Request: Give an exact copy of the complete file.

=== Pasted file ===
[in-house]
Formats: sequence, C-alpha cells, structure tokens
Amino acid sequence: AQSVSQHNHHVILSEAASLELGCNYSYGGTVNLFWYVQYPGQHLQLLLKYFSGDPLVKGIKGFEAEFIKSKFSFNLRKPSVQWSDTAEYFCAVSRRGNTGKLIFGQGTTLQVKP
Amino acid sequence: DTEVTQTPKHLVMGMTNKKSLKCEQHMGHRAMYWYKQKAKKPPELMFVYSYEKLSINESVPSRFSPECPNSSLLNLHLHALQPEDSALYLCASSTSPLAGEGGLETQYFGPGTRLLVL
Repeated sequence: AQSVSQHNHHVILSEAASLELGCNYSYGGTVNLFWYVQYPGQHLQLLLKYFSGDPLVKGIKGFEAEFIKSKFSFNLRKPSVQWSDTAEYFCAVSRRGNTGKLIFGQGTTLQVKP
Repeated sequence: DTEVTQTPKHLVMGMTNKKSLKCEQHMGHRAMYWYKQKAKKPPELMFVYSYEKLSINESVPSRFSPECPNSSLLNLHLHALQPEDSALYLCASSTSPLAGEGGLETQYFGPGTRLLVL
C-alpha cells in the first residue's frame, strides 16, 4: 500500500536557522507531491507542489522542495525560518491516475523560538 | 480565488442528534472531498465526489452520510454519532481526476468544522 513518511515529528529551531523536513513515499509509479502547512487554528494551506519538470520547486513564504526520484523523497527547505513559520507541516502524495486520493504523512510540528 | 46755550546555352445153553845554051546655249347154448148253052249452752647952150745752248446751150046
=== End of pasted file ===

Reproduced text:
[in-house]
Formats: sequence, C-alpha cells, structure tokens
Amino acid sequence: AQSVSQHNHHVILSEAASLELGCNYSYGGTVNLFWYVQYPGQHLQLLLKYFSGDPLVKGIKGFEAEFIKSKFSFNLRKPSVQWSDTAEYFCAVSRRGNTGKLIFGQGTTLQVKP
Amino acid sequence: DTEVTQTPKHLVMGMTNKKSLKCEQHMGHRAMYWYKQKAKKPPELMFVYSYEKLSINESVPSRFSPECPNSSLLNLHLHALQPEDSALYLCASSTSPLAGEGGLETQYFGPGTRLLVL
Repeated sequence: AQSVSQHNHHVILSEAASLELGCNYSYGGTVNLFWYVQYPGQHLQLLLKYFSGDPLVKGIKGFEAEFIKSKFSFNLRKPSVQWSDTAEYFCAVSRRGNTGKLIFGQGTTLQVKP
Repeated sequence: DTEVTQTPKHLVMGMTNKKSLKCEQHMGHRAMYWYKQKAKKPPELMFVYSYEKLSINESVPSRFSPECPNSSLLNLHLHALQPEDSALYLCASSTSPLAGEGGLETQYFGPGTRLLVL
C-alpha cells in the first residue's frame, strides 16, 4: 500500500536557522507531491507542489522542495525560518491516475523560538 | 480565488442528534472531498465526489452520510454519532481526476468544522 513518511515529528529551531523536513513515499509509479502547512487554528494551506519538470520547486513564504526520484523523497527547505513559520507541516502524495486520493504523512510540528 | 46755550546555352445153553845554051546655249347154448148253052249452752647952150745752248446751150046